Feb. 20—A new nonprofit in the capital city aims to offer hope to homeless adults looking for a safe place to lay their heads.

That new nonprofit, called House of Hope, is a transitional sober living community that opened last month in East Topeka. And according to members of the nonprofit's board of directors, the primary goal is to help people get back on their feet following homelessness or addiction.

The thought of starting a new nonprofit transitional living facility surfaced between a couple of the board members about two years ago — and board member Avery Belibei played a big role in furthering the conversation.

Belibei has faced his own struggles with addiction and substance abuse. And in 2016, he relapsed.

"After a week of my binge on alcohol and drugs, I saw myself going down a path I didn't want to go down," Belibei said. "So I checked myself into Valeo."

He participated in Valeo Behavioral Health Care's recovery center, and while there, representatives with Oxford House, Inc. — a national nonprofit that supports democratically run, sober-living homes for those in recovery — visited to share what they were all about.

"I decided I wanted to be around people who were of that same mindset, wanting to be sober," Belibei said. "I applied to get in the house, and I got in. It's a good program."

But he recognized there was something missing from the Oxford House model — resources beyond the sober-living setting that help individuals become self-sufficient.

"There was nothing to help better my life," he said. "It was basically just live in the house and stay clean."

During his time there, he helped Oxford House stand up a new residence in Topeka, and he happened to meet Lisa Steele — who is now a fellow House of Hope board member — while searching for furniture for that Oxford House.

"She helped furnish our house, and we became friends," Belibei said.

They kept in touch and began talking about opening their own sober-living home to help people in the area. And House of Hope eventually arose from those efforts.

"We kind of saw that there was a need to help people in Topeka who were at risk for homelessness," Steele said. "A lot of the facilities are full. They're kind of getting maxed out. What we wanted to do was help people who were in that situation, but we wanted to go a step further."

Not only does House of Hope provide transitional living in which individuals reside in a sober, communal setting — paying a minimal fixed rent and completing household chores to contribute to the upkeep of the home — but the nonprofit also offers a number of outside resources.

According to Steele, House of Hope helps people living in the facility set goals and meet them.

"The goal can be anything," she said. "It can be something that they want it to be, something they feel like they want to work on, or we do have a list of goals that we have them go through and look at."

For example, she said, if someone wanted to obtain their high school equivalency degree or start taking college courses or even become more financially adept, House of Hope would help them achieve that. The nonprofit also pairs residents with mentors who can provide guidance during their self-improvement journeys.

"Even though we've opened the home, the program is always a work in progress," Steele said. "You never know what their goal is going to be. ... It might not be one we already had planned on, so we're going to have to pull some resources."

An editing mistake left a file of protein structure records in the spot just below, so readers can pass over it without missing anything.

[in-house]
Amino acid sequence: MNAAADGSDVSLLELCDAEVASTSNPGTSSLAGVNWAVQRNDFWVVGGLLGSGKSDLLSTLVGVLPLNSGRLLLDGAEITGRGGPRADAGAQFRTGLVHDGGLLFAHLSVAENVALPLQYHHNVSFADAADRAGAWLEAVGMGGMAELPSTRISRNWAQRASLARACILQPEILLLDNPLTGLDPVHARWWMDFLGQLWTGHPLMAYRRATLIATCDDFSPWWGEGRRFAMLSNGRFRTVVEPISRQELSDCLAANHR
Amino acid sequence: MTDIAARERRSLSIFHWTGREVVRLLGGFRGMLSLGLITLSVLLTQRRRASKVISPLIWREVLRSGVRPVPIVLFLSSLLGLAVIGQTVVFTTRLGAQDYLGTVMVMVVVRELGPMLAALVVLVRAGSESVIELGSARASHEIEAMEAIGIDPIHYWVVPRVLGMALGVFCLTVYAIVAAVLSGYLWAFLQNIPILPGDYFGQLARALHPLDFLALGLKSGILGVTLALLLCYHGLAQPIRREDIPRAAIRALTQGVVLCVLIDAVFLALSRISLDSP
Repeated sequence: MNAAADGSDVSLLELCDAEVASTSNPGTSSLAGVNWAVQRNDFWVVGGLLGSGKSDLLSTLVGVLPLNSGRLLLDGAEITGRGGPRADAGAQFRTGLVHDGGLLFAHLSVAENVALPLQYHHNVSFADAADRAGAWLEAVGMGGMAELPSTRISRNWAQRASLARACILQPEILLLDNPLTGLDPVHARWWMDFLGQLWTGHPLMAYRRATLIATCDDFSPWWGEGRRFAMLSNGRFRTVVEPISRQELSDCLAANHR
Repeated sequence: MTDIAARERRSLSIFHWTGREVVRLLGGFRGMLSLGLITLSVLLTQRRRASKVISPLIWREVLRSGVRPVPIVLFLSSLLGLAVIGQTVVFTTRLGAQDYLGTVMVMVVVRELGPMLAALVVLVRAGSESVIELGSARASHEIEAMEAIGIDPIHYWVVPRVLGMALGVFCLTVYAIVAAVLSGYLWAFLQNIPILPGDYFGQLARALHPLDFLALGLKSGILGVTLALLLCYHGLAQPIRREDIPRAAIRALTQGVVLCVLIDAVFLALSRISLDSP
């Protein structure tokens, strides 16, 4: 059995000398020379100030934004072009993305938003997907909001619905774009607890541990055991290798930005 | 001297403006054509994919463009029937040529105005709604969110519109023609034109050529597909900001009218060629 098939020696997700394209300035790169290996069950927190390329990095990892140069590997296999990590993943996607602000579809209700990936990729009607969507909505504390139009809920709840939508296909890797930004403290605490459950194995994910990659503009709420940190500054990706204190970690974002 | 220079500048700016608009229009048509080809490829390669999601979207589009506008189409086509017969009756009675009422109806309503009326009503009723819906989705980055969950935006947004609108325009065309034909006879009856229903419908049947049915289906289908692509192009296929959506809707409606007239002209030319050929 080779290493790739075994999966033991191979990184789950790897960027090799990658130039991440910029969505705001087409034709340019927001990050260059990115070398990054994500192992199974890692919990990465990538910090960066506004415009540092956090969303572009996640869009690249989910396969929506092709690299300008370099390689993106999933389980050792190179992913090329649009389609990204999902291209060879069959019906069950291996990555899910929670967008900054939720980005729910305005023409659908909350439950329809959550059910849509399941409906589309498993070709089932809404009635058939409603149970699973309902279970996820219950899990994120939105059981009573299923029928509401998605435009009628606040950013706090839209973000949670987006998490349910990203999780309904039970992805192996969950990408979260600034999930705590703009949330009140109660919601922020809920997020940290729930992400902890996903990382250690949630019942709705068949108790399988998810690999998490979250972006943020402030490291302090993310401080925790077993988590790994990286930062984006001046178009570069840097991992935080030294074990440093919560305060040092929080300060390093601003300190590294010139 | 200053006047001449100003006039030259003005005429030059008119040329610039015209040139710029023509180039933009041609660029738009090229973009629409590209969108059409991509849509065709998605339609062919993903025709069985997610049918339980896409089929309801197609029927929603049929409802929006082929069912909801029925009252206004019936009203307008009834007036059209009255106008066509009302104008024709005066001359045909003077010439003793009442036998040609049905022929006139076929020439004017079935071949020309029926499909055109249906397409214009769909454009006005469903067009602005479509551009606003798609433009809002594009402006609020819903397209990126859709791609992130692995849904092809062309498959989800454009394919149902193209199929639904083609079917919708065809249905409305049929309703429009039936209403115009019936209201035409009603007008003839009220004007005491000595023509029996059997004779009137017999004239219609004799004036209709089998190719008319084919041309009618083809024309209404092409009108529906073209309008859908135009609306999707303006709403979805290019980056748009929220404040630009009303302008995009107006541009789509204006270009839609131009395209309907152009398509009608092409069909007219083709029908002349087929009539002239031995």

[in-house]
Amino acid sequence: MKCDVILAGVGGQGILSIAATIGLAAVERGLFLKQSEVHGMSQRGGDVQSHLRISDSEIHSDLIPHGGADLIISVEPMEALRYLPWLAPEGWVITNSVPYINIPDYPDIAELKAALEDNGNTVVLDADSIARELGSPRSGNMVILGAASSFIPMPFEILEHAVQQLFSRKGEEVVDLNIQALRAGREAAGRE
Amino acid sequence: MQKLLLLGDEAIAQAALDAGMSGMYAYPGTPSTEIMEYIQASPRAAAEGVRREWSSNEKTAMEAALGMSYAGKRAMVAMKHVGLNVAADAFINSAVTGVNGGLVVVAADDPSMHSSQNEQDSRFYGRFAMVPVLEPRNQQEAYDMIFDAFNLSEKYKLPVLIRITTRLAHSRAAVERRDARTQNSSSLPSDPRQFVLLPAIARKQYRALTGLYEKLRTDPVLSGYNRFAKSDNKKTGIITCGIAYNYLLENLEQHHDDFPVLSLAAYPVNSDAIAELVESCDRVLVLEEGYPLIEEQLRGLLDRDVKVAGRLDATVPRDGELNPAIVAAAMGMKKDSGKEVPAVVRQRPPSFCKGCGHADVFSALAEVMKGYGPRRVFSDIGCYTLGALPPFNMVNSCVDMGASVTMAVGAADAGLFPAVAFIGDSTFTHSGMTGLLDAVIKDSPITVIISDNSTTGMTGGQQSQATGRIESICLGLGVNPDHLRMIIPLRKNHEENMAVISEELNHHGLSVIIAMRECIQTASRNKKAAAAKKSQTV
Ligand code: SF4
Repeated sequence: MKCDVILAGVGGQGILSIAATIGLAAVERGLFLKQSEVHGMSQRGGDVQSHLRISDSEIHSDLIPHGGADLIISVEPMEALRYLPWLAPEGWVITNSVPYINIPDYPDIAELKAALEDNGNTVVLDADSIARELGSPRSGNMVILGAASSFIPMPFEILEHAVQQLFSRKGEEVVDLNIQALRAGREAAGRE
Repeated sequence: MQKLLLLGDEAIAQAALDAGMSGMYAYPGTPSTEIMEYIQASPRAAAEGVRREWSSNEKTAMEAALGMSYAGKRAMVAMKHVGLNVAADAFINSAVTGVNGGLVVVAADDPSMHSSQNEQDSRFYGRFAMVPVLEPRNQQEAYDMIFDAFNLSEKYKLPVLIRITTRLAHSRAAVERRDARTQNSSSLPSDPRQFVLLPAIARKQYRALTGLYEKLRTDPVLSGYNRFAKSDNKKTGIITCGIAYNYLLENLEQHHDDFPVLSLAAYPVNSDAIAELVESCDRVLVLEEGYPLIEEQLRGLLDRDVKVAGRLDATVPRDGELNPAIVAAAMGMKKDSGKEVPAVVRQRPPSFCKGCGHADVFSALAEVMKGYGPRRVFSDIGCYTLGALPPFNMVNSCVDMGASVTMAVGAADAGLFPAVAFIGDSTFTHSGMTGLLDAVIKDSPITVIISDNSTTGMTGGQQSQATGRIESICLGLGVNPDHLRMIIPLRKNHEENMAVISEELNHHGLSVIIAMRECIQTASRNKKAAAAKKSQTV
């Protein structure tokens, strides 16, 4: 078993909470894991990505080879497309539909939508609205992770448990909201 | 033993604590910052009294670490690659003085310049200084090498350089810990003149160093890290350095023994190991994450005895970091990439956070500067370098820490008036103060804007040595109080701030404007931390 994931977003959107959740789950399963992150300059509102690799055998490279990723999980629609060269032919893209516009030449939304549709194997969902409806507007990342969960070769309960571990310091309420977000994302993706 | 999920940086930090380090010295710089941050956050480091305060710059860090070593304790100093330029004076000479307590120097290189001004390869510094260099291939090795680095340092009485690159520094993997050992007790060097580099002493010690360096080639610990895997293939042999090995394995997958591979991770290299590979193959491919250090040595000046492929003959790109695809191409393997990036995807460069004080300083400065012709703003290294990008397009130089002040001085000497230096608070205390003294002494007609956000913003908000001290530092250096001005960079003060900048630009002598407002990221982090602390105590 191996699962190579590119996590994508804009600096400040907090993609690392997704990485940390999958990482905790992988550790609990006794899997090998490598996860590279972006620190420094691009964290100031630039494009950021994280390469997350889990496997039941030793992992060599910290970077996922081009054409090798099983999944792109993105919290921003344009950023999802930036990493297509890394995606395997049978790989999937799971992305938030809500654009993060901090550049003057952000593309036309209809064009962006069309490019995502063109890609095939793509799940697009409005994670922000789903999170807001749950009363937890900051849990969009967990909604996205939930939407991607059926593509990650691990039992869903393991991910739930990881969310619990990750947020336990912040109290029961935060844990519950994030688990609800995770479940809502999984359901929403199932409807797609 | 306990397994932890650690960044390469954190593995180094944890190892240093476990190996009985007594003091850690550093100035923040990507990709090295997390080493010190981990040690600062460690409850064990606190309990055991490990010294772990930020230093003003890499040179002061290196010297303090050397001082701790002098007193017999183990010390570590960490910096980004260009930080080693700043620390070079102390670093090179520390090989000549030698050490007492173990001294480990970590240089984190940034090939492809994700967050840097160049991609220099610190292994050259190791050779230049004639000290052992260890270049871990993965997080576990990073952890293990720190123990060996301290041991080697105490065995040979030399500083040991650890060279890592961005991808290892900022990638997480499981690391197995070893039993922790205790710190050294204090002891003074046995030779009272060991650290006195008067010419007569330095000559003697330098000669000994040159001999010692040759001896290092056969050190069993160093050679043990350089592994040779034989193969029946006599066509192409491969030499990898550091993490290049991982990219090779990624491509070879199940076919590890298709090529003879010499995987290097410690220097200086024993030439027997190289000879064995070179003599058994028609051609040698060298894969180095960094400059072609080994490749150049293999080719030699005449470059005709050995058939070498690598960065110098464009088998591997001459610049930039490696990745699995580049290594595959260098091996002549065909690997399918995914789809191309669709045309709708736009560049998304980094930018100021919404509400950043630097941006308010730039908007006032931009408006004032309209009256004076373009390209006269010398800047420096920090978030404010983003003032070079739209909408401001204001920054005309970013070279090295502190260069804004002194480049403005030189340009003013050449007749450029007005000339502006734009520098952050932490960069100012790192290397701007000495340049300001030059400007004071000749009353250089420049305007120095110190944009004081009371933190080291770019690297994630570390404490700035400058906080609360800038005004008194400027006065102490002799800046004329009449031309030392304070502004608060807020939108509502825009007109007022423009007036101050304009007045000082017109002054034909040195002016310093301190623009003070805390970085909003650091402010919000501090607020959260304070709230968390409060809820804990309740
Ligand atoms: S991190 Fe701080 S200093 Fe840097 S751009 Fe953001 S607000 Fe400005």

According to Steele, House of Hope's seven board members have been meeting at least bi-monthly since March of 2020 to make the nonprofit a reality. They set house rules, hired a house leader and put in a lot of time and paperwork, she said, to create the nonprofit.

Now, they're waiting on applicants.

House of Hope's first facility is an all-male residence that can house six men and a house leader. Three of those six spots are currently filled.

As a transitional living facility, House of Hope is meant to provide shelter — including utilities, furniture, toiletries and basic food — for up to two years, as residents take advantage of available resources to become more self-sufficient.

There aren't restrictions on who may be admitted to the home. They just need to have a desire to be better, Belibei said.

"There aren't any restrictions on who can and can't get in," Steele added. "It's really the fact of is this the right place for you. We don't have any issues with people that have felonies. We don't have any issues with people that have crimes in their past. We can take anybody."

Those interested in applying, or who know someone who might like to apply, should visit HouseOfHopeKS.com, or the group's Facebook page, to contact the organization.

Once House of Hope is able to fill its first home, the nonprofit's board members plan to stand up additional ones.

"We need the house to be full and stable before we start looking at a new house," Steele said.

And the next one would be meant for women.

"We've had numerous calls from women wanting to come in the house," Belibei said.

In the meantime, House of Hope is asking community members to donate to the organization if they can, refer people to live in its facility, consider becoming a House of Hope mentor and pray for the nonprofit's mission and clients.

Belibei said he wouldn't be where he is today without the support of similar programs, and he hopes House of Hope will become someone else's saving grace.

"I just really want to see people being set free from their addictions and their struggles," he said. "I do believe we need community to get through things. It's hard struggling on your own, having nobody to turn to, nobody to help lift you up. Community like this is something that's needed. Without it, it's going to make things a lot more difficult."

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